Characters that are real

I’ve been revising my first book and something struck me.

I have given my characters a personality of their own. I have complete control over everything I write, but I personally don’t like making my characters doing anything out of … character. After all, if they’re “out of character,” then are they still the character that I created? I have created them uniquely with a specific set of wants and desires, habits and thought process. As part of my writing process, I even assign them each a specific Meyers-Briggs personality typography to help me understand them and how they would interact.

Now, as I’m developing those characters, there are things that I want them to do, but I can’t make them do it. I tell myself, “It would really help my plot if Evander would do or say this … but he’s not the kind of person who would do that, so I’m not going to force that kind of writing on him.”

Instead, I am left to incorporate into my plot whatever my characters would naturally do themselves. In my first draft I failed to do this and I do not feel my characters ever truly came to life. But restricting my control over them to the things they would naturally do – that somehow brings them to life. Instead of wheels and cogs in my plot-machine, they really drive the story.

I first started seeing this when I began my third book. I tried to develop an outline, but in the first 60 or so pages I found I had deviated from that outline so drastically that I had to re-write the whole plan. Why? Because my characters wouldn’t do what I had planned for them to do.

This is rather silly because I’m the one writing them. They’re just ink on a page (or, rather, pixelated letters on a screen). Yet somehow I’m forced to dance my plot around the fact that they don’t perfectly do what I want them to do, even though I’m the one creating them and their world and everything about them in the first place.

It’s rather infuriating when your creations, over whom you have total domination and control, won’t do as their told … Yet it is simultaneously beautiful to know that this is what proves they are real, at least to me, which in my story is all that matters. It helps to know that, one way or another, the book will end the way I want it to, and the major plot developments will still happen. But no one likes a book for the plot if the characters feel fake or contrived. For that matter, I wouldn’t like my own book if I didn’t love the characters I created and they weren’t real to me.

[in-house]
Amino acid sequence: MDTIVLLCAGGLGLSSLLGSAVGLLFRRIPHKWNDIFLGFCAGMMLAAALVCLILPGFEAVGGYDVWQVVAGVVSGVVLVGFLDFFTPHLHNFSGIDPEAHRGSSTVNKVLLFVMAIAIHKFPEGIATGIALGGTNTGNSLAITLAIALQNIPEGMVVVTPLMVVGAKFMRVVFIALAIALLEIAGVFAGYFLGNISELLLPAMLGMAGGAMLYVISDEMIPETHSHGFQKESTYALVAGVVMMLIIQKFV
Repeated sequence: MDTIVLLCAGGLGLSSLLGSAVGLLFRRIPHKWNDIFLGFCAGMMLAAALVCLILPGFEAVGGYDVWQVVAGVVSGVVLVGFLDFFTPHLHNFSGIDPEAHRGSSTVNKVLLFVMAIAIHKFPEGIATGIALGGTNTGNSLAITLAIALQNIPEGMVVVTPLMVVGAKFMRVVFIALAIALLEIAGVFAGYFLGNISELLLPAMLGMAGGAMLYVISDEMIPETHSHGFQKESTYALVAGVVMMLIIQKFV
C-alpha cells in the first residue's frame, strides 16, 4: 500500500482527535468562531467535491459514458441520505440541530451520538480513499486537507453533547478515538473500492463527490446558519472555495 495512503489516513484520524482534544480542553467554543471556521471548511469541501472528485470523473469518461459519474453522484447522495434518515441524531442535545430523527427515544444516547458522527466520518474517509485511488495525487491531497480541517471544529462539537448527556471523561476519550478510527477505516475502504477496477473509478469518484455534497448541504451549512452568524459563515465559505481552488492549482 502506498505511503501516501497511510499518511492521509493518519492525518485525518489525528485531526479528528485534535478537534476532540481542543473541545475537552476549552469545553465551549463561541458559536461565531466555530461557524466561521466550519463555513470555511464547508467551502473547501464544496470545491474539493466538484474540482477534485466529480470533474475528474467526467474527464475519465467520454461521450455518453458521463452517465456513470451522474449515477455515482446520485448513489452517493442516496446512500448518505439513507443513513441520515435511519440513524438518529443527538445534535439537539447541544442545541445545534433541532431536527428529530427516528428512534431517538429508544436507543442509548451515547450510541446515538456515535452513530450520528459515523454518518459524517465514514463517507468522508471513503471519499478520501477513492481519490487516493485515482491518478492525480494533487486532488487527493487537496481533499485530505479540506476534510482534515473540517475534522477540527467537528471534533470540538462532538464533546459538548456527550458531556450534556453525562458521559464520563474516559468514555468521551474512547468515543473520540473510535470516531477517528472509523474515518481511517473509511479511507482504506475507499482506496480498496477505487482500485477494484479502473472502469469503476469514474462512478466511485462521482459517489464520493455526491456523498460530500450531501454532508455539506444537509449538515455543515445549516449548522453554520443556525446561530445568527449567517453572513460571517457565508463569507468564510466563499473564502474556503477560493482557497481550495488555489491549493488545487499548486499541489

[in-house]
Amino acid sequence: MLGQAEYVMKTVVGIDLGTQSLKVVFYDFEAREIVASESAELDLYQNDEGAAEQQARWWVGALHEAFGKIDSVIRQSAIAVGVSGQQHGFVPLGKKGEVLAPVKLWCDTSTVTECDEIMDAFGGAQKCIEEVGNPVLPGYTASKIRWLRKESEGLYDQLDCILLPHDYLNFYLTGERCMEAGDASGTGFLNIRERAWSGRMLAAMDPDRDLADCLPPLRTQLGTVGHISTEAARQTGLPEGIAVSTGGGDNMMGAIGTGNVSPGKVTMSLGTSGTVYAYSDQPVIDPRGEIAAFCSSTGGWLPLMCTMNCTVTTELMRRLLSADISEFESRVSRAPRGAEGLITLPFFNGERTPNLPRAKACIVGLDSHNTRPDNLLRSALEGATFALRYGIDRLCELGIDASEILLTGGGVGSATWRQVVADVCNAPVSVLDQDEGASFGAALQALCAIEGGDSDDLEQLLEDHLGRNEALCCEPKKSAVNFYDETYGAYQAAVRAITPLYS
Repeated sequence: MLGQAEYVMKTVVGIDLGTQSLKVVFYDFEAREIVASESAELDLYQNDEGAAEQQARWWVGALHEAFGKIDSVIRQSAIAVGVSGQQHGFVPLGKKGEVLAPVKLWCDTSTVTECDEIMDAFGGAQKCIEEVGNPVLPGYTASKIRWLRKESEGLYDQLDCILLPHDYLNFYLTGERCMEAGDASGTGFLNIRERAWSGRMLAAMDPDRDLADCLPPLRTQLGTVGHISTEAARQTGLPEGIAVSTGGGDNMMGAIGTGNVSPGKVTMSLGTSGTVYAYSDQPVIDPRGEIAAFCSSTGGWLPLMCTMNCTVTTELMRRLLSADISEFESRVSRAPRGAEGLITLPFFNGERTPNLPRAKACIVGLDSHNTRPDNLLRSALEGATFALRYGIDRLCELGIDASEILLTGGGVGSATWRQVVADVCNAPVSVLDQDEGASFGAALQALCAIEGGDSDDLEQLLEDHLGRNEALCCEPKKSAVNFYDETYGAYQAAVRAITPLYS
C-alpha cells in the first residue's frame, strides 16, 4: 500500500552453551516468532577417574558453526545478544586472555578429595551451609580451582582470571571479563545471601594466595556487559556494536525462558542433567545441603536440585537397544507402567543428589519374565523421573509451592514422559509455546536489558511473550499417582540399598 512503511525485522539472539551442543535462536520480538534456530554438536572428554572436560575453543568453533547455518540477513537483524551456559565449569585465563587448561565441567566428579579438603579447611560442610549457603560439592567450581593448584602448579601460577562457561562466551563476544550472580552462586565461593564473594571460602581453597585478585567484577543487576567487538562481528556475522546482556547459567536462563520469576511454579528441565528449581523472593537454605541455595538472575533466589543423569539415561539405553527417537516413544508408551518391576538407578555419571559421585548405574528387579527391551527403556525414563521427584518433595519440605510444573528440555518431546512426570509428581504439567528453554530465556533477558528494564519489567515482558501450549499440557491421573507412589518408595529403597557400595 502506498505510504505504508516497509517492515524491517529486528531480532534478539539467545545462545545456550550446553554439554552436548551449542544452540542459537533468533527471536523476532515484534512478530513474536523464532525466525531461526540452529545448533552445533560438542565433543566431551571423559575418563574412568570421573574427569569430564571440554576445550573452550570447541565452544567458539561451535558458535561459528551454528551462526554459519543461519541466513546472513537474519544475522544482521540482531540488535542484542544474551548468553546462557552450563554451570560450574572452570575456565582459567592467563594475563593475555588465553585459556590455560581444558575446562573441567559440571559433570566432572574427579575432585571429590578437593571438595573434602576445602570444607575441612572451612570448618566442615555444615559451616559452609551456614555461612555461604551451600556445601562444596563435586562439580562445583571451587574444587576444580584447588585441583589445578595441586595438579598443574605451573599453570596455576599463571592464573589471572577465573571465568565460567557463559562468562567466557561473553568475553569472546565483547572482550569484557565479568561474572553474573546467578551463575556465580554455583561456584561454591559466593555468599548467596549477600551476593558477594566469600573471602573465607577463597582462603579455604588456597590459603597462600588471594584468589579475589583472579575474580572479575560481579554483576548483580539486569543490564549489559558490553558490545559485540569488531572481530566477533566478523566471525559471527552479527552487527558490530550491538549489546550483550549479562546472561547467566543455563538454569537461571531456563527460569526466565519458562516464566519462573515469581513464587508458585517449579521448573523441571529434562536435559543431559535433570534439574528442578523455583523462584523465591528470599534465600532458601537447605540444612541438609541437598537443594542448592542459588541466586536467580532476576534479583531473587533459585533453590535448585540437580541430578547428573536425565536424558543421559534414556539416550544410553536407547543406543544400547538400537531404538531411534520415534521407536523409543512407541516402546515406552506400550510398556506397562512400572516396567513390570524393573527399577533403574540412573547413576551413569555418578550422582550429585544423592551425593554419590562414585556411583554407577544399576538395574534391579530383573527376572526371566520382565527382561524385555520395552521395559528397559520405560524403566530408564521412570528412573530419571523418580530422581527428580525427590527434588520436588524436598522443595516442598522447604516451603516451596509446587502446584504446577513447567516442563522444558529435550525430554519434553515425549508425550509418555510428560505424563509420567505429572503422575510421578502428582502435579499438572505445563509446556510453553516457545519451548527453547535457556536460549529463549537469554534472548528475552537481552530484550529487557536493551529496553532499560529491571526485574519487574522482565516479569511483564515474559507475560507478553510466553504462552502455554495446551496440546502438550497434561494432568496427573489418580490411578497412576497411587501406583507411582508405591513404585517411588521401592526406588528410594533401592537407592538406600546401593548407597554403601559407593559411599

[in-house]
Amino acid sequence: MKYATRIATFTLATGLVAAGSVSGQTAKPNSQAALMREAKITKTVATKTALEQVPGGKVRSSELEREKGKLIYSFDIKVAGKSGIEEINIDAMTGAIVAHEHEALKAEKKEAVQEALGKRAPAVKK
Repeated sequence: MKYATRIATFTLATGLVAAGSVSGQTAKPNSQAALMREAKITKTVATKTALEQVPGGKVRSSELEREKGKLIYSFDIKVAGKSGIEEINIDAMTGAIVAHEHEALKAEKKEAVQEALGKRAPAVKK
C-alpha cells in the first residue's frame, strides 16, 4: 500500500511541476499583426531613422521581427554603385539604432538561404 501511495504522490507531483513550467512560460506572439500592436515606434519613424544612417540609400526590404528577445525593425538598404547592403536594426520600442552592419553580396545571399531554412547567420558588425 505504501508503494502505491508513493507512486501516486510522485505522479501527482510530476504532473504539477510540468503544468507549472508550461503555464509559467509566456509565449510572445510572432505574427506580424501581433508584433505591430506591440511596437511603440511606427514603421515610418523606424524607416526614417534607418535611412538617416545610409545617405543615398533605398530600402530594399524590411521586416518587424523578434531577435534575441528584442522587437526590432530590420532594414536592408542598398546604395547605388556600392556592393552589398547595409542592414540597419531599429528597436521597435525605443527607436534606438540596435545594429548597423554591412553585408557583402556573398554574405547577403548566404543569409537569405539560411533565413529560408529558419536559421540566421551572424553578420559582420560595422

I bet many church folk can understand this concept.

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From Screwtape’s Lost Letters

My dear Wormwood, do not let the subject realize the extent of his own freedom. He is no longer bound by sin, but he only knows this in his head. If you can keep him from experiencing it in his heart, you will win the war over him in due time.

Humans are pathetically dumb-witted. They at first rely on God for their salvation, but are easily taught to believe that everything after this can be accomplished by their own power. Take advantage of this gap in their teachings, for few have told them otherwise. Few have even realized that our enemy’s work continues in specific ways after they have first come to know him. Convince them that his work is only general and they will never think to let our adversary assist them in specific ways.

Keep them praying for those general results that they want, but never let them think to ask in their prayers for a specific means of how that result will be accomplished. As long as they continue in generalities, you can easily convince them that coincidence can explain the answers to their prayers. If you can convince them of this, you are only a small step away from achieving in them a fear of praying for specifics, for they will worry that if they are too specific they might end up proving that prayer does not work – or even better: that our enemy isn’t hearing them or even real in the first place.

Although you may win significant ground with the subject if you can cause his prayers to fail, do not be tricked by our adversaries into allowing such specific prayers to continue, Wormwood. This is a trap they have laid for us, for you never know when our foe may decide to defy the odds in order to reaffirm the subject’s faith. No, you are better off letting him speculate about whether or not his specific prayers will be answered. This keeps the subject out of the enemy’s hands and into yours – and that fear of praying specifically will fester into doubt, and that doubt can be exploited.